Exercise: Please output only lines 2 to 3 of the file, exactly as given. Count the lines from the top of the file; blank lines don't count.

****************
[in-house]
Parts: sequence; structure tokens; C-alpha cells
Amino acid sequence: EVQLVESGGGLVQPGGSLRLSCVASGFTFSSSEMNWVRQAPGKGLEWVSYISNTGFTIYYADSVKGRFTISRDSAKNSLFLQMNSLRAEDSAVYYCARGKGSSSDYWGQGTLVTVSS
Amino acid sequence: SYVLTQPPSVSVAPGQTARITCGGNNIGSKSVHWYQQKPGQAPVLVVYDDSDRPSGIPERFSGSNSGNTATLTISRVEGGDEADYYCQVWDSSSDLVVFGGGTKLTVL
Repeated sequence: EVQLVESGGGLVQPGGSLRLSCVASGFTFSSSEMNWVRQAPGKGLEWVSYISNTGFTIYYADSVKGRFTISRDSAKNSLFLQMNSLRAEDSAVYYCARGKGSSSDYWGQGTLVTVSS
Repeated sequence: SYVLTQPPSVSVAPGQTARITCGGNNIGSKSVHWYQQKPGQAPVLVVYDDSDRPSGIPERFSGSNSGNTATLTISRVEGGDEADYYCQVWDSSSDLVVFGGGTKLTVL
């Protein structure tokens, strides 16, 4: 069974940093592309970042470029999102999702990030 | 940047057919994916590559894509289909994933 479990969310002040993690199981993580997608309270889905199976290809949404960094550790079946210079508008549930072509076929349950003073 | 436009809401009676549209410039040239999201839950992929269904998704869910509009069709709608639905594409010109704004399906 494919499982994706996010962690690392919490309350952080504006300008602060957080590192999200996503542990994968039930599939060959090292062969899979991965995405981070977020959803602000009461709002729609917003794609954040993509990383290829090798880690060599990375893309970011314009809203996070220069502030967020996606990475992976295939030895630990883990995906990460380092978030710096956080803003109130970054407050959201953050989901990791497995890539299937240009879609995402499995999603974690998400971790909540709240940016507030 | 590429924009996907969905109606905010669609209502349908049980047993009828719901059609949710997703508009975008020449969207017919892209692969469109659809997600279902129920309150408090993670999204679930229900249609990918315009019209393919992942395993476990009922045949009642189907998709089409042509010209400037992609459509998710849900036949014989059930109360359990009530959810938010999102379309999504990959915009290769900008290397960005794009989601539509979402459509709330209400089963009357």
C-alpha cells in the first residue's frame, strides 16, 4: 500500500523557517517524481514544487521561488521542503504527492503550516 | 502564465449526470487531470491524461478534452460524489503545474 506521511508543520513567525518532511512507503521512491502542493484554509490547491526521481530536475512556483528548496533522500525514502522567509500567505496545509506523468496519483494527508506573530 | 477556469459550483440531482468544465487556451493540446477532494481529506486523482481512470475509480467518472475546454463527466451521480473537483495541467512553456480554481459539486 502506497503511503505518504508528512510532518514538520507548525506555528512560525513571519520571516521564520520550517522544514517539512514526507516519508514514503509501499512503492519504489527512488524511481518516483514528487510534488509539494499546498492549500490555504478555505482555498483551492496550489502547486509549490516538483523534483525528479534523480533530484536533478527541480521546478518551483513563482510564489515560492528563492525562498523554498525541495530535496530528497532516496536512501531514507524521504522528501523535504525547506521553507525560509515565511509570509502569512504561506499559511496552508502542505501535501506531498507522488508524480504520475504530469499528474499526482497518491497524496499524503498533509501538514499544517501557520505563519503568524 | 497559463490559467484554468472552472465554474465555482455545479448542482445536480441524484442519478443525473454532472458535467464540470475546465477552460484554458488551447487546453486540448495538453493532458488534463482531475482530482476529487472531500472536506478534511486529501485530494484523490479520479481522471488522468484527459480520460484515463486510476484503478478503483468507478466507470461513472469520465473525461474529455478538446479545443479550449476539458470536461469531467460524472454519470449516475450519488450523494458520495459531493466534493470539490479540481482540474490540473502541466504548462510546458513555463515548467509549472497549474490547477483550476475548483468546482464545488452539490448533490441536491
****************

Parts: sequence; structure tokens; C-alpha cells
Amino acid sequence: EVQLVESGGGLVQPGGSLRLSCVASGFTFSSSEMNWVRQAPGKGLEWVSYISNTGFTIYYADSVKGRFTISRDSAKNSLFLQMNSLRAEDSAVYYCARGKGSSSDYWGQGTLVTVSS